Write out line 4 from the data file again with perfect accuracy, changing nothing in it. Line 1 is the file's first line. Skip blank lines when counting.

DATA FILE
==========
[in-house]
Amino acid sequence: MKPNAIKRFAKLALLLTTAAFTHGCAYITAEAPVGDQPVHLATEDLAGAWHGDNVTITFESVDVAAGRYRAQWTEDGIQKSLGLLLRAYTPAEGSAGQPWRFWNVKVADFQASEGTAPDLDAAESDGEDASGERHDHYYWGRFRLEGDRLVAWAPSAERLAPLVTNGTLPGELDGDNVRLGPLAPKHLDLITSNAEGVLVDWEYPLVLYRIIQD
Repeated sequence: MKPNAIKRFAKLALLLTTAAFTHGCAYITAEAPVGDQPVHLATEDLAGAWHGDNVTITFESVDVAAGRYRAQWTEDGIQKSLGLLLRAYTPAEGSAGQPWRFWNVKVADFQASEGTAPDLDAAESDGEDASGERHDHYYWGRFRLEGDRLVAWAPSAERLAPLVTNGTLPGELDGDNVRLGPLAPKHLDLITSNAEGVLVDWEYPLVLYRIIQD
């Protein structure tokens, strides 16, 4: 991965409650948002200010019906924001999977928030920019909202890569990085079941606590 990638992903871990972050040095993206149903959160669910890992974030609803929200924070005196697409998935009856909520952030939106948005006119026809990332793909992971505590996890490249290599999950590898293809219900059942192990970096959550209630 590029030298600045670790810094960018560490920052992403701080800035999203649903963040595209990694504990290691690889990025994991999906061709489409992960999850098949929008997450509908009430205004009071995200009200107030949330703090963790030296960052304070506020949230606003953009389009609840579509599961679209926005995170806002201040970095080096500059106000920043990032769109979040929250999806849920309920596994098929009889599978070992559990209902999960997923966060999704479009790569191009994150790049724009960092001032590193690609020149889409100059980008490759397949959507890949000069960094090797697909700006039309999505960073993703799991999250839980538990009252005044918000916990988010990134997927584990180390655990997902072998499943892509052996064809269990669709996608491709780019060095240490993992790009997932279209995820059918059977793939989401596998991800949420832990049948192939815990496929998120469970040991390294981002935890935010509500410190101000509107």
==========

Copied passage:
């Protein structure tokens, strides 16, 4: 991965409650948002200010019906924001999977928030920019909202890569990085079941606590 990638992903871990972050040095993206149903959160669910890992974030609803929200924070005196697409998935009856909520952030939106948005006119026809990332793909992971505590996890490249290599999950590898293809219900059942192990970096959550209630 590029030298600045670790810094960018560490920052992403701080800035999203649903963040595209990694504990290691690889990025994991999906061709489409992960999850098949929008997450509908009430205004009071995200009200107030949330703090963790030296960052304070506020949230606003953009389009609840579509599961679209926005995170806002201040970095080096500059106000920043990032769109979040929250999806849920309920596994098929009889599978070992559990209902999960997923966060999704479009790569191009994150790049724009960092001032590193690609020149889409100059980008490759397949959507890949000069960094090797697909700006039309999505960073993703799991999250839980538990009252005044918000916990988010990134997927584990180390655990997902072998499943892509052996064809269990669709996608491709780019060095240490993992790009997932279209995820059918059977793939989401596998991800949420832990049948192939815990496929998120469970040991390294981002935890935010509500410190101000509107």